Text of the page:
Interestingly, the difficulty of Bitcoin is estimated to increase rather than decrease with the upcoming adjustment despite the reward split and a certain number of users moving away from mining. This may be the result of miners speculating that the price (exchange rate of USD/BTC) will increase and/or that other miners will drop off and the difficulty will begin to decrease at some point. Miners with lage farms of gaphics cards may also be able to hold out despite the block reward halving as they have enough hashing power to keep profits at a worthwile level. While my single card is only making about $18 a month now (versus ~35+), users with more cards can still be seeing sizable returns. So long as profits are there, mining will continue, though newcomers looking to invest in mining rigs are less likely to join in the current climate (seemingly vaporware ASICs notwithstanding). There may also be users that are mining solely for BTC that they will hoard or spend with merchants (like WordPress) that accept bitcoins without concern for exchanging to USD or other national currencies.
In all, there are an astounding number of factors surrounding the block reward halving along with many theories about what will happen as a result of it. At this point, it is still to early to tell, but It will be interesting to see which theories hold true.
Read more about the bitcoin cryptocurrency and how mining works at PC Perspective.
What do you think about the bitcoin reward being cut in half? How will it effect you, and will you continue to mine at the current exchange rate and difficulty? Let us know in the comments below (no registration required).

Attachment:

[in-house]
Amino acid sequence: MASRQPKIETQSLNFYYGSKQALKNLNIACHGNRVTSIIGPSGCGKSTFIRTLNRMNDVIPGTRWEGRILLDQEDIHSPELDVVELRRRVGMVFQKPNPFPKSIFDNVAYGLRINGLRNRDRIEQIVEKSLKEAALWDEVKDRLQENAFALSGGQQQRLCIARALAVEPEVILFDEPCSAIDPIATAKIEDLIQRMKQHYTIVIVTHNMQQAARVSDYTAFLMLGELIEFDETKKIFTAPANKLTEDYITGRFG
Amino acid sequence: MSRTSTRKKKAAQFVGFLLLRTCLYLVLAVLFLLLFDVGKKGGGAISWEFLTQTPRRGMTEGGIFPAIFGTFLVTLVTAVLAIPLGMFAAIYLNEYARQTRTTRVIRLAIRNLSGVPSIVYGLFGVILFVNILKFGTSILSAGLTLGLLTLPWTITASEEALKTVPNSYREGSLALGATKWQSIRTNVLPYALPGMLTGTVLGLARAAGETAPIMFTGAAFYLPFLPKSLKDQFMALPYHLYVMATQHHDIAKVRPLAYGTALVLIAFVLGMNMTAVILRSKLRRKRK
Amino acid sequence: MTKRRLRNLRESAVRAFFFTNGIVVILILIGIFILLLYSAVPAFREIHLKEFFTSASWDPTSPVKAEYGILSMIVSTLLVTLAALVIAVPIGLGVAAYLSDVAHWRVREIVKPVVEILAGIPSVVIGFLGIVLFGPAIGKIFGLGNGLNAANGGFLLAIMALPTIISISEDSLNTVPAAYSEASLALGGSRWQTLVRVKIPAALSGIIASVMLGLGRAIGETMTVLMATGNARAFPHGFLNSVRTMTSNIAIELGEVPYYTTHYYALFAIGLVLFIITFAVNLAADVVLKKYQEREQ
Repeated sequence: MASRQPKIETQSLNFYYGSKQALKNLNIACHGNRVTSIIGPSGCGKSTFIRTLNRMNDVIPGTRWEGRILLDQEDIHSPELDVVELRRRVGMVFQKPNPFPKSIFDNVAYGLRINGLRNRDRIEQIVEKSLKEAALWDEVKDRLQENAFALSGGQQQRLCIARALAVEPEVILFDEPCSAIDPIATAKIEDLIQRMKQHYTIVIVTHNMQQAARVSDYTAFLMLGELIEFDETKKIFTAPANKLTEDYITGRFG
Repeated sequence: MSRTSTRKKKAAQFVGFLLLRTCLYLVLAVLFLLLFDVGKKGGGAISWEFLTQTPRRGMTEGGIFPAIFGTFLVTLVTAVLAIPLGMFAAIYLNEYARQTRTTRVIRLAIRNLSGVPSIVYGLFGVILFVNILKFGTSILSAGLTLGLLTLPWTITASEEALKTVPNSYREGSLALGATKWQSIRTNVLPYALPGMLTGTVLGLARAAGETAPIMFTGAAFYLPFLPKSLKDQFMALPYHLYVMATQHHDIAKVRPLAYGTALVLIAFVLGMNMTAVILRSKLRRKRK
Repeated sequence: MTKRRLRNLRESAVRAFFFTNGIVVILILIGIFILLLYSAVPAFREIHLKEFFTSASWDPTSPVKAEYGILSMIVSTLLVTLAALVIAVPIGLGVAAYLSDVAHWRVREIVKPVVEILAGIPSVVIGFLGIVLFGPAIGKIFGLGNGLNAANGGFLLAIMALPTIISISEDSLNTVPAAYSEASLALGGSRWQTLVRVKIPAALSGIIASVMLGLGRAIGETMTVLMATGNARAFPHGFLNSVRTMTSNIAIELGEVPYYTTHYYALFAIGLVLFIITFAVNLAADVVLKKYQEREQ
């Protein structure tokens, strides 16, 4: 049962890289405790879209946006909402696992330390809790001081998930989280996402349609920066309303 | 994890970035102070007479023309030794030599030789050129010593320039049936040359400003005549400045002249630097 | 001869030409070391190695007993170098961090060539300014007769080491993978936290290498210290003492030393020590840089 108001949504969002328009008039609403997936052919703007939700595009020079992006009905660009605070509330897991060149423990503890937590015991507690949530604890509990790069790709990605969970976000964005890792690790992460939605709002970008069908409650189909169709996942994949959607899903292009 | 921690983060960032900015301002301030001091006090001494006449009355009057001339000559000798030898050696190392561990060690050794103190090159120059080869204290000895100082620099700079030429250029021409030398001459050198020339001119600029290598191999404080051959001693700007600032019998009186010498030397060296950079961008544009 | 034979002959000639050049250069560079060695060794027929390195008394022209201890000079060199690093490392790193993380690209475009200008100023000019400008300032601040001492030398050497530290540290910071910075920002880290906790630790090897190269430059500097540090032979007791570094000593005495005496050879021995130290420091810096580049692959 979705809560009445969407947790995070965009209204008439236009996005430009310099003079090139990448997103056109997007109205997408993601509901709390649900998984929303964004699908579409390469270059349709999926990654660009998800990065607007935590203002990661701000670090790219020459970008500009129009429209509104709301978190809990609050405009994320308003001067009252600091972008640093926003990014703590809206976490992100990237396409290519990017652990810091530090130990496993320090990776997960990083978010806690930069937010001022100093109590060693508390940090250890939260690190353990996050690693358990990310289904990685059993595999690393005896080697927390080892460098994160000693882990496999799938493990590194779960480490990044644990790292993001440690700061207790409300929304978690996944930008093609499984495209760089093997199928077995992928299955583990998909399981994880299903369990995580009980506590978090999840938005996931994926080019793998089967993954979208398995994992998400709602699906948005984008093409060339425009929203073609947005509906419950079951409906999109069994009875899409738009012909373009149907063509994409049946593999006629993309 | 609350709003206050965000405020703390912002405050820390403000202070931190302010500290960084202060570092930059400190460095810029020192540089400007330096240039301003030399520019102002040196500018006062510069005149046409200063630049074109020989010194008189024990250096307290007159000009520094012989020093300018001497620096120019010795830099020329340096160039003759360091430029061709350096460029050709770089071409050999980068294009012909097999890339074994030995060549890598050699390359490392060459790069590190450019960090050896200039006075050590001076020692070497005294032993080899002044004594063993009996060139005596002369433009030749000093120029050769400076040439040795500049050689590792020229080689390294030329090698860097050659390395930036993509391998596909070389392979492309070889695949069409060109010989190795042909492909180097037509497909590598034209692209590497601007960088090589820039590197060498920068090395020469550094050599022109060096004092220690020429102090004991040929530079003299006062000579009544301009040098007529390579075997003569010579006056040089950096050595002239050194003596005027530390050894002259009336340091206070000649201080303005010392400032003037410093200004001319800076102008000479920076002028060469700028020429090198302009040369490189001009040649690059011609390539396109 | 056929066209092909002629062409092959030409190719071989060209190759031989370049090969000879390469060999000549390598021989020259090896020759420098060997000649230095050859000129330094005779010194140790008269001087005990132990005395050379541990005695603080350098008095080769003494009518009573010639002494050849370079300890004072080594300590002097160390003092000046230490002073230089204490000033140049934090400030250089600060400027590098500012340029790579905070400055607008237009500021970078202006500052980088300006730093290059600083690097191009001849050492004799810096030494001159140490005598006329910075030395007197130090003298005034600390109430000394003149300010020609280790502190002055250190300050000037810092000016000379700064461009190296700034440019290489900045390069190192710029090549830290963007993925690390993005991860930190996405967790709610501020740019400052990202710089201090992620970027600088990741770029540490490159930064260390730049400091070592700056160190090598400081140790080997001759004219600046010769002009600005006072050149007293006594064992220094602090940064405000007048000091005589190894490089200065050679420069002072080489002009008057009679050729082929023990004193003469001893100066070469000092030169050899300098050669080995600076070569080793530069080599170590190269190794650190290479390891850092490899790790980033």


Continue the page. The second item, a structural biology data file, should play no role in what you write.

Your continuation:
New Trojan.Badminer Malware Steals Your Spare Processing Cycles To Make Criminals Money At Your Expense
Subject: General Tech | August 17, 2011 - 11:02 PM | Tim Verry
Tagged: trojan, opencl, mining, Malware, gpgpu, bitcoin
A new piece of malware was recently uncovered by anti-virus provider Symantec that seeks to profit from your spare computing cycles. Dubbed Trojan.Badminer, this insidious piece of code is a trojan that (so far) is capable of affecting Windows operating systems from Windows 98 to Windows 7. Once this trojan has been downloaded and executed (usually through an online attack vector via an unpatched bug in flash or java), it proceeds to create a number of files and registry entries.
It's a trojan infected bitcoin, oh the audacity of malware authors!
After it has propagated throughout the system, it is then able to run one of two mining programs. It will first search for a compatible graphics card, and run Phoenix Miner. However, if a graphics card is not found, it will fall back to RPC miner and instead steal your CPU cycles. The miners then start hashing in search of bitcoin blocks, and if found, will then send the reward money to the attacker’s account.
It should be noted that bitcoin mining itself is not inherently bad, and many people run it legitimately. In fact, if you are interested in learning more about bitcoins, we ran an article on them recently. This trojan on the other hand is malicious because it is infecting the user’s computer with unwanted code that steals processing cycles from the GPU and CPU to make the attacker money. All these GPU and CPU cycles come at the cost of reduced system responsiveness and electricity, which can add up to a rather large bill, depending on where you live and what hardware the trojan is able to get its hands on.